A hommage to Richelieu, 1638-1639
Engraving: 235 x 235 ; 370 x 240 with poems
Bibliothèque de France
Bust portrait of the Cardinal de Richelieu (1585-1642), encircled by a sun of which the rays form a double acrostic of his name on the frame of the compass of which it forms the centre (ARMAND IEAN DV PLESSIS), celebrating his virtues in Latin, the principles of his actions, and the principal points of his politics and theology.
The attributes placed at the corners (books, herald’s wands and anchors) recall his role at the head of the Navy, his eloquence, his support of the arts and his actions in support of the Church. Below the engraving, two poems in French, signed ‘Of your Eminence – The very illustrious and very faithful servant, IAC (QUES) LABBE’, completing this apologia.
The first compares him to the god Mars having made the name of France fearsome in every place [and] his King victorious everywhere, and the other to Hercules, the support and wise counselor of the King. Below the composition, a sentence proclaims: SEMER ERIT FAUSTUM MAGNI NOMINIS OMNE (he will always be the happy omen of so great a name). The engraving was published between 1638, the date at which Melchior II Tavernier (1585-1665) installed himself in la Sphère Royale, and the 7 may 1639 when, with other copper, he sold the plate to François Langlois (1588-1647). First issue singly, it was then printed as a tableau by Tavernier himself, and accompanied by verses.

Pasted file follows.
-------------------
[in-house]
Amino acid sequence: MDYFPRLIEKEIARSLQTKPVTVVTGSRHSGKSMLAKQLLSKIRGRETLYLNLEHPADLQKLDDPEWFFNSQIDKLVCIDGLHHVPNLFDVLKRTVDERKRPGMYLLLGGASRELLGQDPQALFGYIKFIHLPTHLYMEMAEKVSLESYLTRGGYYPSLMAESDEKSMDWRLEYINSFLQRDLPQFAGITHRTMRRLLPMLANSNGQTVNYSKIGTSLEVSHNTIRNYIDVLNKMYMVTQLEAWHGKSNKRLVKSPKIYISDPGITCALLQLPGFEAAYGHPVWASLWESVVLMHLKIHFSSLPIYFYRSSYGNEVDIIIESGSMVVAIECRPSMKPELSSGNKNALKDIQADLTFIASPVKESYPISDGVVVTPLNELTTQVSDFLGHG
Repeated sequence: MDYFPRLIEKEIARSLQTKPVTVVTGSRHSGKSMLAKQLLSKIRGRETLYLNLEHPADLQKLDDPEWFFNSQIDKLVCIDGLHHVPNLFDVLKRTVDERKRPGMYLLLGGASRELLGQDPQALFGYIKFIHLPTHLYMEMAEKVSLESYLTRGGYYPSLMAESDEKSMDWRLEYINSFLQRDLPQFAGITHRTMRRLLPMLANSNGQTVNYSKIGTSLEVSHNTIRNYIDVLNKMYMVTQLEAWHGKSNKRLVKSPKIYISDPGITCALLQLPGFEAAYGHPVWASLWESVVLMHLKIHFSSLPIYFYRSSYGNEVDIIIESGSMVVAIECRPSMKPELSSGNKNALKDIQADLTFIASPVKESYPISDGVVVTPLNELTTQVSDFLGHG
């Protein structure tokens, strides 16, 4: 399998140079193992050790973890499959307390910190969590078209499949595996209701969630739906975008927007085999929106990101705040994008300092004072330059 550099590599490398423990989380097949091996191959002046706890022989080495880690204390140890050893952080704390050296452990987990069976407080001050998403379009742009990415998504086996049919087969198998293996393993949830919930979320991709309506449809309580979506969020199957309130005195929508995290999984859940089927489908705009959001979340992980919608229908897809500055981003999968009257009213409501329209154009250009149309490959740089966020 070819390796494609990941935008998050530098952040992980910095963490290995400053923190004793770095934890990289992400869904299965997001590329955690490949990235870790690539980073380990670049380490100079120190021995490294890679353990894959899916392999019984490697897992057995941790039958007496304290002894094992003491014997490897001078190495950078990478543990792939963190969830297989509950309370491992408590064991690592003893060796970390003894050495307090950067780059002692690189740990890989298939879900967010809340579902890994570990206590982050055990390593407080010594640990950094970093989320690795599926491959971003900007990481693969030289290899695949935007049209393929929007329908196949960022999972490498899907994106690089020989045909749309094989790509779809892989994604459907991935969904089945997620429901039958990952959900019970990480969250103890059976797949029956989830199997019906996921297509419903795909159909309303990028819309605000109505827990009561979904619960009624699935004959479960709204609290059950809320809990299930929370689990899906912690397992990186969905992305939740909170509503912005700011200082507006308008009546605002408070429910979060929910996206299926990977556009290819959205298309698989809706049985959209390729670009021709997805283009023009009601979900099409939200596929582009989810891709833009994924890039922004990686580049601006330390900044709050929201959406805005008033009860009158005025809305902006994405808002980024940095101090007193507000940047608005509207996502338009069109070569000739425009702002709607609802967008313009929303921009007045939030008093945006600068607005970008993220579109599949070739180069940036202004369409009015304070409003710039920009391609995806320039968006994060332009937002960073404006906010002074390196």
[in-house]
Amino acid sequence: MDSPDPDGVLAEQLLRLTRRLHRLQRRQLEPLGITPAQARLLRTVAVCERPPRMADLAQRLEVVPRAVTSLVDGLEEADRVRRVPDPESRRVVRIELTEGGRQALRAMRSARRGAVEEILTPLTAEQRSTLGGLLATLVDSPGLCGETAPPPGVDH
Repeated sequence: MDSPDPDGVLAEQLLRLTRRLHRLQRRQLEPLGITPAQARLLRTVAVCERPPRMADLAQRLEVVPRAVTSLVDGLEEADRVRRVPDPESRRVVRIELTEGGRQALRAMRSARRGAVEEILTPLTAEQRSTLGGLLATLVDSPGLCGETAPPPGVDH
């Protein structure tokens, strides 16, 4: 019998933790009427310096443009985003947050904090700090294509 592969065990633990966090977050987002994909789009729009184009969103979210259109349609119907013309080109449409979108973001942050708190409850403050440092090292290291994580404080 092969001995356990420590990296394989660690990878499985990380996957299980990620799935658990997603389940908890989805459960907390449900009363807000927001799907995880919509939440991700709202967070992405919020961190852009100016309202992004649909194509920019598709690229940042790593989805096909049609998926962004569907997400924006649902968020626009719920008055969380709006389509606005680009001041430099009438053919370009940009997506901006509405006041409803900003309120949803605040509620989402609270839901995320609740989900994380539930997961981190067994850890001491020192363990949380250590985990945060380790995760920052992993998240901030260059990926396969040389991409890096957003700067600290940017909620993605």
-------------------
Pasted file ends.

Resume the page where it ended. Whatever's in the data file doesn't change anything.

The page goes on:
The idea of the radiant sun having at its centre the portrait of the Cardinal seems to have come from Bosse in 1635, with the plate executed for the Eclaircissemens chronologiques et necessaires of Jacques d’Auzoles Lapeyre, where he inscribed the names of forty Academicians on the sun’s rays, each accompanied by a star, showing thus that SON EMINENCE DUCALE was their best supporter, the person who lit them up, just as he illuminated the Kingdom, that is evoked by a Fleur de Lys surmounted by a royal crown above the title A L’EMINENTE. This scheme is taken up and expanded to add the entire activities of the cardinal. The first engraving was only a summary sketch where Richelieu was hardly recognizable; this one is counts among the most successful portraits of Abraham Bosse, who is generally negligent in this area.
In the bottom margin, on the left hand side: By Melchior Tauvernier, engraver and printer of the King, staying on the Island of the Palace on the quay of the Sphère Royale.